How to Create your Minimum Viable Prototype (MVP) revisited
*This article has been updated from a previous post to include some thoughts on digital platforms for creating your minimum viable prototype.
You have the best idea for a game. You can see the entire thing playing out in your head and you know it’s going to be perfect.
But then, you realize that one part of it won’t work. It’s going to drag on. It won’t be any fun. There’s no way those two mechanics will go together.
You keep second-guessing yourself.
Weeks pass, and you’ve never actually even played your game. You’ve only played it out in your head.
The problem is until you actually make some sort of prototype and try it out, your idea will remain just that… an idea.
You need to take action to get that idea out of your head, and I’m going to show you how, including what it means to do this digitally.
MVP (minimum viable prototype/product)
The easiest way to get going is to create a minimum viable prototype (MVP).
This means that rather than create the entire game you have in your head, which may consist of hundreds of cards with distinctive art, an elaborate board, and dozens of different components, you start with the minimal game you need to just get started.
What you’re doing is testing a concept. That means you don’t need to have everything fully in place.
The problem is, if you wait until you have everything you need and your game is absolutely perfect before you test it, you’ll never get your game to the table.
Don’t let perfection get in the way of what could be a really great game.
Create a minimal number of cards, a simple board, and grab whatever components you need from around the house, and let’s get this to the table fast!
Tools and components you can use
When you’re creating your MVP, use what you have available to you. Don’t worry about going to the store or ordering special components online to get it just right.
You probably have a computer, hopefully also a printer, along with paper, scissors, pens, and pencils. This is all you need to get started.
You can make some simple cards from paper, card stock, blank playing cards, or index cards if you have these.
As a gamer, you probably have plenty of games on your shelf as well. Borrow whatever meeples, cubes, dice, tokens, money, or anything else you may need. You can always put these back in the original game box later.
Another great option is to create a digital prototype of your game. This can be done on one of many platforms, including:
This will allow you to create and iterate quickly, without the need to reprint, cut, sleeve, and order or find special components. You might actually save some time and money once you get a good understanding of the game creation process on any of these platforms.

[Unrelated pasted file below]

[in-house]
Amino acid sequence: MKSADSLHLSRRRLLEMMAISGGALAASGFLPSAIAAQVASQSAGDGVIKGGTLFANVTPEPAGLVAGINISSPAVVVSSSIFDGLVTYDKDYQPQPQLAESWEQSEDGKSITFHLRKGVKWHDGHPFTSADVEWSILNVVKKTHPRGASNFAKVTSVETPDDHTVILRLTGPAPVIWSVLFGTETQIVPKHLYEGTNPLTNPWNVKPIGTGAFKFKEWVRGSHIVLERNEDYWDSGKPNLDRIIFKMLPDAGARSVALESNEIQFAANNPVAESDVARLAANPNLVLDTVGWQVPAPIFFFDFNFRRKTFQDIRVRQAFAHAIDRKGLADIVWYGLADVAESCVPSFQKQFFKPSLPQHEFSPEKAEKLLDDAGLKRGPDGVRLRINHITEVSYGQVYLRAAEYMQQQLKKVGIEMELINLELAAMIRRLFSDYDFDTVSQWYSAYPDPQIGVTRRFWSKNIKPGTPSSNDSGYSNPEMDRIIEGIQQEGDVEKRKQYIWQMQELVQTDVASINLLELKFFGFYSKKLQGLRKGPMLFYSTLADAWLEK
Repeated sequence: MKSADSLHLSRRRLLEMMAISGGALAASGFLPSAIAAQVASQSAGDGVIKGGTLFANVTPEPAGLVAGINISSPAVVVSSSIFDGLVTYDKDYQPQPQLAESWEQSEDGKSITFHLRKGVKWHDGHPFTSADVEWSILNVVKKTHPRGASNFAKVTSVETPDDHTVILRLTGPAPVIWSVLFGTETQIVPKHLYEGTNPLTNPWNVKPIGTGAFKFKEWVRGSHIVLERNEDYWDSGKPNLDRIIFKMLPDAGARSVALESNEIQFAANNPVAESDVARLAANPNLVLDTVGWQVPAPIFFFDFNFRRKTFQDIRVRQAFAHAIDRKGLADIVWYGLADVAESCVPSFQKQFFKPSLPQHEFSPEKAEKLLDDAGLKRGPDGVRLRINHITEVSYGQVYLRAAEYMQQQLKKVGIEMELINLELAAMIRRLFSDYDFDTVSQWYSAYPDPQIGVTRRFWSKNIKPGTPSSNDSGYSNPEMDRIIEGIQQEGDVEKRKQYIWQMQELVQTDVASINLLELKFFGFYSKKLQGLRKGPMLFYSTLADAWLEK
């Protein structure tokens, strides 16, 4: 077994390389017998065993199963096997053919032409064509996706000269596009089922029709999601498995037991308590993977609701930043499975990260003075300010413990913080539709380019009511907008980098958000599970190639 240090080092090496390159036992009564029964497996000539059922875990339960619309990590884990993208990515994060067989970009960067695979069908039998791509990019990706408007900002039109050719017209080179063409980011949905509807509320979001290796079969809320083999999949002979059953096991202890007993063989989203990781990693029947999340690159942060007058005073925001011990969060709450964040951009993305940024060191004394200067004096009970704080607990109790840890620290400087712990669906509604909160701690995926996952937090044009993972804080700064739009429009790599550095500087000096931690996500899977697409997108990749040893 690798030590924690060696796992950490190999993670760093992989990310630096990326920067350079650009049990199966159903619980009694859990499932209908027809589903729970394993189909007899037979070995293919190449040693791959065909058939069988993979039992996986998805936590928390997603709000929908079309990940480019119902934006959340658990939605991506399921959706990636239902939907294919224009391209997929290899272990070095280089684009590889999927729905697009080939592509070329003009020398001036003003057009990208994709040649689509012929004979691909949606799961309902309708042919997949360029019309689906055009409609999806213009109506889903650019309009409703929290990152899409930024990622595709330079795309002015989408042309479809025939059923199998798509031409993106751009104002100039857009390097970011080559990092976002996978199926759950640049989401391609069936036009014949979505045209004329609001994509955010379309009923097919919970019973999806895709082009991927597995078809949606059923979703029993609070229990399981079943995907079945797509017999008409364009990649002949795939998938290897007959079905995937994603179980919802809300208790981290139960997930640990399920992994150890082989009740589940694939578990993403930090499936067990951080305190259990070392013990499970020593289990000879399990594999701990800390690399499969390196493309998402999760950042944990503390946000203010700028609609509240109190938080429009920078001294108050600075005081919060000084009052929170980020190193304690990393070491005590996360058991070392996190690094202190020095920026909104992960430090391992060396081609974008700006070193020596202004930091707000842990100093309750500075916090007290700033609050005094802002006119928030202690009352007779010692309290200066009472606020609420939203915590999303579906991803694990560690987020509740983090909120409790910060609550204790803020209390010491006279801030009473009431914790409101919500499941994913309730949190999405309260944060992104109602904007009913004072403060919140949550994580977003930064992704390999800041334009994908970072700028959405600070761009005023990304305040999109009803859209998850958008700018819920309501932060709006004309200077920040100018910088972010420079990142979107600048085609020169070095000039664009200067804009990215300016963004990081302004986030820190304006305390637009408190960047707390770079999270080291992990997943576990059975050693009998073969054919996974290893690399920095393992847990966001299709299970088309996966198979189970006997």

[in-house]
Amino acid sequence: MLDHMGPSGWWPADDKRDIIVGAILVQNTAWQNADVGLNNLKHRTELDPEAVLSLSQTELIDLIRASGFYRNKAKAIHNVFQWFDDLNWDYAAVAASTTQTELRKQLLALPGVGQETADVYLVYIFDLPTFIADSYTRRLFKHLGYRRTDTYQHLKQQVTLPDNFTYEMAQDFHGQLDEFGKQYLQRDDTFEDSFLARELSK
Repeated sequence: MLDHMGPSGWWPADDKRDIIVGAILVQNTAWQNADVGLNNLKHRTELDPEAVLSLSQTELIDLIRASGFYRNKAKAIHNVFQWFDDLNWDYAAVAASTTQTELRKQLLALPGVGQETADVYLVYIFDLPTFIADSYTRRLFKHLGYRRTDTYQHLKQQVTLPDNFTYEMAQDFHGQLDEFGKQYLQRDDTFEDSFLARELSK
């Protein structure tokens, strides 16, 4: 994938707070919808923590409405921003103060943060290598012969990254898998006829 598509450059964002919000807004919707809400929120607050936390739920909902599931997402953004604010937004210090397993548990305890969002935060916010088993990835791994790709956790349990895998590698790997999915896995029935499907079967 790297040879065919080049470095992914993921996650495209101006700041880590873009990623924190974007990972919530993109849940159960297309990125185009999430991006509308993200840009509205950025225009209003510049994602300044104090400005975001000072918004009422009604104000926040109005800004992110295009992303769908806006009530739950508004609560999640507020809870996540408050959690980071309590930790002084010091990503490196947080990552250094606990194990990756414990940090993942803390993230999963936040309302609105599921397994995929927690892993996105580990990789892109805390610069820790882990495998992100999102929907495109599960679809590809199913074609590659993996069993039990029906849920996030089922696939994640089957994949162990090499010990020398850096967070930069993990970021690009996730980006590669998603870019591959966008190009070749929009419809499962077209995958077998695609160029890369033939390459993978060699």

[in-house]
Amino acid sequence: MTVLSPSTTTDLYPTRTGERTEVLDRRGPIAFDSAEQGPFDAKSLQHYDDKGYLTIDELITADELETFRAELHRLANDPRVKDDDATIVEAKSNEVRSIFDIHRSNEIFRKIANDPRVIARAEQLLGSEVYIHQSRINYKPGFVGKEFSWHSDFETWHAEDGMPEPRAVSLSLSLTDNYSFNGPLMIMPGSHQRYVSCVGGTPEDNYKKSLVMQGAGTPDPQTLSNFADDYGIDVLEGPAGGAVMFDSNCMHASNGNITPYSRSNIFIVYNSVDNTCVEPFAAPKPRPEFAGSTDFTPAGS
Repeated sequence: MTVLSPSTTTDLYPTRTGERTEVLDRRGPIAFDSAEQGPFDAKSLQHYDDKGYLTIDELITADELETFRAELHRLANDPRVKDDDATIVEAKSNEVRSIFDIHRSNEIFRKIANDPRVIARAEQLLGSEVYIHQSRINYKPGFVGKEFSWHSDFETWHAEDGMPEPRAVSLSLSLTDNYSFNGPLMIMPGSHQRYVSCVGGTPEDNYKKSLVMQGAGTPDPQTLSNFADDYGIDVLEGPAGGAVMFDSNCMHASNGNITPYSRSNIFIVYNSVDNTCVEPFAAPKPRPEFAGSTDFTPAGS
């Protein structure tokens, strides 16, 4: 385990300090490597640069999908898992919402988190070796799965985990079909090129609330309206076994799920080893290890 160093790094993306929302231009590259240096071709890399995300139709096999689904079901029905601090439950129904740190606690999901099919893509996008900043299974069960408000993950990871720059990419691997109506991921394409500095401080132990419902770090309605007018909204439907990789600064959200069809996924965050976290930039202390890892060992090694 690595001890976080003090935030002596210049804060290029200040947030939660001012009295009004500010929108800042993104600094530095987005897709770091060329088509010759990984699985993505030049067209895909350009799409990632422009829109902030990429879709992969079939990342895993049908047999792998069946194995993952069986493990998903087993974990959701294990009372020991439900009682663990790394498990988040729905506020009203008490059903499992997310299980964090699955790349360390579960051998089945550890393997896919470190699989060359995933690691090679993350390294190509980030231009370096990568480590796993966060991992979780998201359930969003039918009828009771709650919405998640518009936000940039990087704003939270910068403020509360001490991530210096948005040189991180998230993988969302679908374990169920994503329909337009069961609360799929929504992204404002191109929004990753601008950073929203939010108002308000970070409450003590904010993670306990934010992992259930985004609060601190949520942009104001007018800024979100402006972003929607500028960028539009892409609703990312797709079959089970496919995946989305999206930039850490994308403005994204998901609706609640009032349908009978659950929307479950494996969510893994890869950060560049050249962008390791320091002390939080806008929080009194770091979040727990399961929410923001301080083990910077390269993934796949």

Begin by locating components you need, such as dice, meeples, money, etc. and start playing around with the idea. It’s very quick and easy to switch out components and try new things because they’re so much available for you here.
Get with the program
While you can definitely create cards and other components by hand, there’s something to be said about being able to make multiple changes quickly. This is where computer software can help you to create and make iterations to cards and other components quickly.
Rather than changing the value and actions on multiple cards by hand, you can set things up to make one change that will be reflected throughout your entire deck.
There are plenty of computer programs you can use to create cards, tokens, boards, etc.
You can use any of the following programs to create most of what you need:
- Component Studio
- Various others
There is not necessarily a “best” program. However, you could say that the best program for you right now is the one you’ll use.
You can always learn Nandeck or InDesign another time. These programs will likely save you time down the road, but if all you know right now is PowerPoint, stick to this for now.
In the case of one of the digital platforms that I mentioned earlier, you can find many generic components already available within the program. For others, you’ll need to learn a bit more about the interface and how to create boards, cards, etc. using their templates to upload them to the platform. Search for templates, create a simple version of what you need, and keep going!
Each program will be a little different, so get to know the requirements on the platform you’ve chosen.
Keep it simple
Don’t overcomplicate things. I can’t stress this enough.
Delaying the creation of your MVP because you don’t have the perfect wooden rutabagas or image of a sorcerer is just procrastination. These things are not needed to test your concept, which is all you’re doing at the stage.
What you’re trying to do is see if there is something fun and engaging about your idea to let you know whether it’s worth developing further. Imagine spending countless hours trying to put together the perfect prototype just to find out the idea is terrible. It will never work.
Now imagine you’d spent 10 minutes to create a simple prototype to get this same information. This will allow you to make some quick changes to see if the game can work another way or decide to move on to your next idea quickly.
It’s time to take that idea that’s in your head and turn it into something you can play around with. Make the simplest prototype you can and get this to the table quickly.
Try to spend no more than 10-20 minutes creating this MVP.
If you’re using one of the digital platforms, try navigating around and finding the simplest components to test your idea before doing anything elaborate.
In the next article, I’ll show you how to test your MVP by yourself to avoid the embarrassment of finding out the game doesn’t work at all before you show it to anyone else.
What do you struggle with it when it comes to creating your prototype?
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